The greatest example of feeling abandoned in the scriptures is from the Savior’s own lips. As he hung on the cross, suffering more than any man ever would, or could, he called out to God.

And about the ninth hour Jesus cried with a loud voice, saying, Eli, Eli, lama sabachthani? that is to say, My God, my God, why hast thou forsaken me? (Matt 27:46)

Apparently it happens to the best of us.

The danger in harboring feelings of abandonment or anger towards God is not in that moment, but what it can lead to if unchecked. Something has to stop the slide before we find ourselves hurtling into the abyss of atheism or agnosticism. (Think of Tom Cruise sliding off that skyscraper in Shanghai.)

It would be both trite and naive to suggest that we just “snap out of it.” These challenges are real and can run deep. What I can suggest are some ways that we can stop the slide and climb back into a healthier relationship with God.

– Find something to grab onto to stop the slide.

Might I suggest this thought: Anger towards God is a personal testimony that you believe He is real and that He lives. You wouldn’t be angry if you didn’t believe in Him, right? Grab onto that basic, pure testimony that He does live, and begin to work your way back. As frightening as it is to think God has abandoned us, it is more frightening to think that He doesn’t exist. He does.

– Find a sense of proportion.

Nobody, and I mean nobody wants to be told that things could be worse, and I would suggest that you never, ever do that to someone who is suffering. Yet that is exactly how God responded to Joseph Smith when he called out to Him from Liberty Jail.

“My son, peace be unto thy soul; thine adversity and thine afflictions shall be but a small moment; And then, if thou endure it well, God shall exalt thee on high; thou shalt triumph over all thy foes.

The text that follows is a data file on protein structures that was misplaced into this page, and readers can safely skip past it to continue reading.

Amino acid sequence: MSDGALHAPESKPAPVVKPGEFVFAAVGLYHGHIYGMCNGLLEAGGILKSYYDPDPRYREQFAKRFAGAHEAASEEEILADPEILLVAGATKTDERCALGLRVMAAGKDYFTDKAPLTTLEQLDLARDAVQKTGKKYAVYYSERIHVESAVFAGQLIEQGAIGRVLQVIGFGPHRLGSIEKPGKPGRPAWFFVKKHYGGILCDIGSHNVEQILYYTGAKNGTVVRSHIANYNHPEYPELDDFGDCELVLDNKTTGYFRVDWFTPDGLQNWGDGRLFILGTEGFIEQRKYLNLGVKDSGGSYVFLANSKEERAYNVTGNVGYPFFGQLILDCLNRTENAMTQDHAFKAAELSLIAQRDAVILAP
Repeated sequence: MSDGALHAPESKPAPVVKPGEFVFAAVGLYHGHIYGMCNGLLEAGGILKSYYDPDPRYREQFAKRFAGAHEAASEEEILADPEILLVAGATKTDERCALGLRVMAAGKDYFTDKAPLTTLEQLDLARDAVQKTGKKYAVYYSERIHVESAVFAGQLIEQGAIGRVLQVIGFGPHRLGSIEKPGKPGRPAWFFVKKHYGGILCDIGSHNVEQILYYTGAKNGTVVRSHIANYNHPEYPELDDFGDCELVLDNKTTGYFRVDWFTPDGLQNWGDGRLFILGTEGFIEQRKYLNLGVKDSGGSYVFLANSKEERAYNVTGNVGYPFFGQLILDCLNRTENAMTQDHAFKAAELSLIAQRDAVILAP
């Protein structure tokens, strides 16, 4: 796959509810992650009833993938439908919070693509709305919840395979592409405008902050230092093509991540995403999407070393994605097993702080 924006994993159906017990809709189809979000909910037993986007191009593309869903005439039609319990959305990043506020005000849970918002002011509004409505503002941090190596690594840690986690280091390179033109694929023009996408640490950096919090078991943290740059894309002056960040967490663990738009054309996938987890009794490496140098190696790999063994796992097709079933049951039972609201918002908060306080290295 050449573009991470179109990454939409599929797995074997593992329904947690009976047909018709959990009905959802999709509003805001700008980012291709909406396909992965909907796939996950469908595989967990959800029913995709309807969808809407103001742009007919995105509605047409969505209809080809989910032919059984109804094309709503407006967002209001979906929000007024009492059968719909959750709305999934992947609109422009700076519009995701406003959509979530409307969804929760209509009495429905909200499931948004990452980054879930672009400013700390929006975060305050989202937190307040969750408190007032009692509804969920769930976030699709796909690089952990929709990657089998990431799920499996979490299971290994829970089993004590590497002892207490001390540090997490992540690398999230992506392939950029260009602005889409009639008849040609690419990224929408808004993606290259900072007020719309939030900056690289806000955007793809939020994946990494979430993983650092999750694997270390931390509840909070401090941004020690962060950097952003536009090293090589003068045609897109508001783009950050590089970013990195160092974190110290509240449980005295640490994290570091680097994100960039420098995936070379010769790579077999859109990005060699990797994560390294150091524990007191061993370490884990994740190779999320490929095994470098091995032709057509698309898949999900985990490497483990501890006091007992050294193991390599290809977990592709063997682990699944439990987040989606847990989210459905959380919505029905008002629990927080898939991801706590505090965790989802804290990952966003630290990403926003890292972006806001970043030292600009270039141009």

Thy friends do stand by thee, and they shall hail thee again with warm hearts and friendly hands.

Thou art not yet as Job; thy friends do not contend against thee, neither charge thee with transgression, as they did Job”. (D&C 121:7-10)

It was a gently rebuke, looking at the bright side – but then the Lord came back again, gave him a dose of proportion and dressed him down:

“And if thou shouldst be cast into the pit, or into the hands of murderers, and the sentence of death passed upon thee; if thou be cast into the deep; if the billowing surge conspire against thee; if fierce winds become thine enemy; if the heavens gather blackness, and all the elements combine to hedge up the way; and above all, if the very jaws of hell shall gape open the mouth wide after thee, know thou, my son, that all these things shall give thee experience, and shall be for thy good. (D&C 122:7)

The Son of Man hath descended below them all. Art thou greater than he?” (D&C 122:8)

– Find a sense of eternal perspective.

The Plan of Happiness does not always mean “Instant Happiness.” it is a plan for playing the long-game. Studying that plan, and what God desires for us, helps us weather the inevitable storms life brings. The immediacy of our current struggles sometimes overwhelms the reality that this life is indeed a “blip” on the eternities. While that perspective does not reduce the pain, it can make it a little more tolerable. It helps to know that God is aware, and that he loves us – even when we can’t tell.

President Boyd K. Packer taught, “Do not suppose that God willfully causes that which, for His own purposes, he permits. When you know the plan and the purpose of it all, even these things will manifest a loving Father in Heaven” (link)

– Find some blessings.

When upon life’s billows you are tempest-tossed,
When you are discouraged, thinking all is lost,
Count your many blessings; name them one by one,
And it will surprise you what the Lord has done.

So amid the conflict, whether great or small,
Do not be discouraged; God is over all.
Count your many blessings; angels will attend,
Help and comfort give you to your journey’s end.

Sure, it’s a little cheesy, but the concept is sound. When we focus on gratitude, we become humble. Humility helps us in the next step:

– Find some grace.

President James E Faust: In the many trials of life, when we feel abandoned and when sorrow, sin, disappointment, failure, and weakness make us less than we should ever be, there can come the healing salve of the unreserved love in the grace of God. It is a love that forgives and forgets, a love that lifts and blesses. (link)